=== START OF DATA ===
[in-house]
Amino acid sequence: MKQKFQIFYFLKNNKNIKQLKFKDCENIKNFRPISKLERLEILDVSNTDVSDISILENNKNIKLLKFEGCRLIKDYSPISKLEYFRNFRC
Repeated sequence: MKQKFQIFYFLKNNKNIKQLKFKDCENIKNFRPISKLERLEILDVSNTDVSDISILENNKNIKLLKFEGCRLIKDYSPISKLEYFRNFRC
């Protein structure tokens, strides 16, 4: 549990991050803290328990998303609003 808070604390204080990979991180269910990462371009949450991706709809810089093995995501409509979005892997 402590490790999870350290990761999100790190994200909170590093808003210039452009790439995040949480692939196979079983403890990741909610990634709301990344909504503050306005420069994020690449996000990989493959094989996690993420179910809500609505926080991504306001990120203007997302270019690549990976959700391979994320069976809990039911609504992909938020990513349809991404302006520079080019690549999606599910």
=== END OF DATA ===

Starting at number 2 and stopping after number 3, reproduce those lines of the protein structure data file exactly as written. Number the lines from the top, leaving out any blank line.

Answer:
Amino acid sequence: MKQKFQIFYFLKNNKNIKQLKFKDCENIKNFRPISKLERLEILDVSNTDVSDISILENNKNIKLLKFEGCRLIKDYSPISKLEYFRNFRC
Repeated sequence: MKQKFQIFYFLKNNKNIKQLKFKDCENIKNFRPISKLERLEILDVSNTDVSDISILENNKNIKLLKFEGCRLIKDYSPISKLEYFRNFRC